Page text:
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“The first Beirut album was all Zach,” bassist Paul Collins explains, “He wrote it and arranged it by himself, and it really represented his vision as an artist. We all got a bit more involved with recording of The Flying Cup Club, and recorded our own parts and everything, but we were pretty much doing what Zach told us too. Rip Tide was much more of a collaboration. Zack wrote the songs and worked on the demos, but when he brought them into the studio he asked us to write our own parts. We all got really excited about the process.”

Paul has long been excited about Beirut, although for different reasons initially. Originally from Oregon, Paul was studying film at college in Sante Fe when he saw one of Zach’s first solo shows. He was completely blown away by the talented teenager on stage, and approached him after the set to ask if he needed a bass player.

“It wasn’t until about six months later, after Gulag Orkestar was recorded, that he called me and asked me to join his band,” Paul explains. “I jumped at the chance.”

In the five years since their debut album was released, Paul has been a dutiful player in Zach’s ramshackle indie-meets-Balkan folk collective, taking to the stage with anywhere between nine and twelve people to bring the Beirut sound to life. He describes the experience as fun but hectic, an almost-ridiculously large ensemble of players that produced very beautiful, very dense and very romantic music. Times have changed, however. Recently, the band has lost a few players and pulled a lot of cacophony out of the sound.

One of the things that has emerged from Beirut’s new collaborative songwriting process is distillation – a refining of the clattering, nostalgic signature sound to something leaner and simpler. Many reviewers have called The Rip Tide a pop version of Beirut, but Paul believes it is a truer representation of their band, a maturing of Zach’s talents where the songs and not the sound capture your attention.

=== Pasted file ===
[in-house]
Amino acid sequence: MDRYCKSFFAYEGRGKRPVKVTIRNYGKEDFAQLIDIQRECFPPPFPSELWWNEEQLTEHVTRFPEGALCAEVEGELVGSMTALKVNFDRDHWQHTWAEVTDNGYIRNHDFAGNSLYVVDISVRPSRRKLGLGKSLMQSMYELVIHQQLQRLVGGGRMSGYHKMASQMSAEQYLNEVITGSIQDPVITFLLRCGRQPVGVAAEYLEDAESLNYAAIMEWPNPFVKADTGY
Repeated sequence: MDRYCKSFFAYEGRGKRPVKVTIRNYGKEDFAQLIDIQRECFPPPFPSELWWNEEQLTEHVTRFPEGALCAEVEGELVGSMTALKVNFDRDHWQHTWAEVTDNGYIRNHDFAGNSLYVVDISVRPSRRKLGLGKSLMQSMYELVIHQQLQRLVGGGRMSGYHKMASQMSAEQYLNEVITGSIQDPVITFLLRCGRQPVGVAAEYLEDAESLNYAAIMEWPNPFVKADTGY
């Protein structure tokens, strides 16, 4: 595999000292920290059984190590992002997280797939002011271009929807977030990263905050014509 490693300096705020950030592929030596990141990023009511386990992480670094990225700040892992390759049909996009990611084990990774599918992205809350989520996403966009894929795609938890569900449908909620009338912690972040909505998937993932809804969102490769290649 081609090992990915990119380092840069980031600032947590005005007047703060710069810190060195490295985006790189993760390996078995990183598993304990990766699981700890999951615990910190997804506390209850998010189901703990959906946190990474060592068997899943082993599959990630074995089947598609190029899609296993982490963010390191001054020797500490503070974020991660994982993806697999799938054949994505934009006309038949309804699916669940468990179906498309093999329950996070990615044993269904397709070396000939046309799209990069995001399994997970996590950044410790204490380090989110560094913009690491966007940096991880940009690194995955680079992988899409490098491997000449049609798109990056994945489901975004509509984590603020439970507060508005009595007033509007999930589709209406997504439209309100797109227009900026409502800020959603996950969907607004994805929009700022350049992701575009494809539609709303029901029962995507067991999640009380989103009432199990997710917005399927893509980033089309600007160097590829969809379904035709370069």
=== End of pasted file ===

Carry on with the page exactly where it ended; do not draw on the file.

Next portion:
“We really stripped away the instruments so that there is less of a wall of music and focused on making each part really stand out,” he says. “That’s what makes the difference. It’s still guitar, horns, piano accordion, but the instruments have space to breathe.”

The band was able to find this space because Zach had less of prescriptive vision for this album, according to Paul. For both of the previous Beirut records, Zach hung a picture on the wall where he was recording and used it as a reference for what he wanted the music to sound like. The photo on the cover of Gulag Orkestar was torn out of a book found in a library in Leipzig, Germany and stuck to the wall in Zach’s bedroom where that album was made. While writing The Flying Cup Club, he kept a picture of hot air balloons at the 1910 World Fair in Paris in his sights.

“There was no picture to guide us this time around,” Paul says. “It was far more of a blank slate, conceptually, so we could take more of an organic approach to writing and recording.”

The songs for The Rip Tide were written over six months while Zach was living in a cabin in upstate New York, although he didn’t write lyrics until after the tracks were completed with the band. The recording process was also more organic, with a lot of it captured live and only minimal over-dubbing.

“It was such an immediate way to work,” Paul enthuses. “We could all develop ideas together, and then go back almost instantly and see how our pieces fit together, which sometimes they did and sometimes they didn’t. When we had finished, we had an album that sounded really warm and really natural, a very live kind of sound.”

Zach has done interviews over the last six months talking about his change of focus as a songwriter, from Eastern Europe and France to places closer to home, with songs that celebrate more pedestrian haunts like East Harlem and Santa Fe. He was a romantic kid, obsessed with a vagabond existence, and is now a married man with a house and a dog.

“It’s interesting to see how his view of the world has changed,” says Paul. “So much of Zach’s early song writing had this very particular kind of aesthetic and some people saw it as a kind of affectation, but it was really just what he was into. And it’s interesting to see what he’s into now. It’s funny that he’s looking homeward with this record, since we’ve spent so much time travelling around the world with the band, but I guess you miss the thing you don’t have.”

Paul is confident that Beirut have found a really clear way forward with The Rip Tide – something that draws on the talents of the entire band while still showcasing Zach’s phenomenal talent.

“It’s really a new stage for the band, but it’s one that Zach seems to be really happy with. It feels like we’re all part of the creative process, and maybe that has taken the pressure of Zach a bit. He has said that he found his voice on Rip Tide. We’ve all found our niche, and it seems to be working for us.”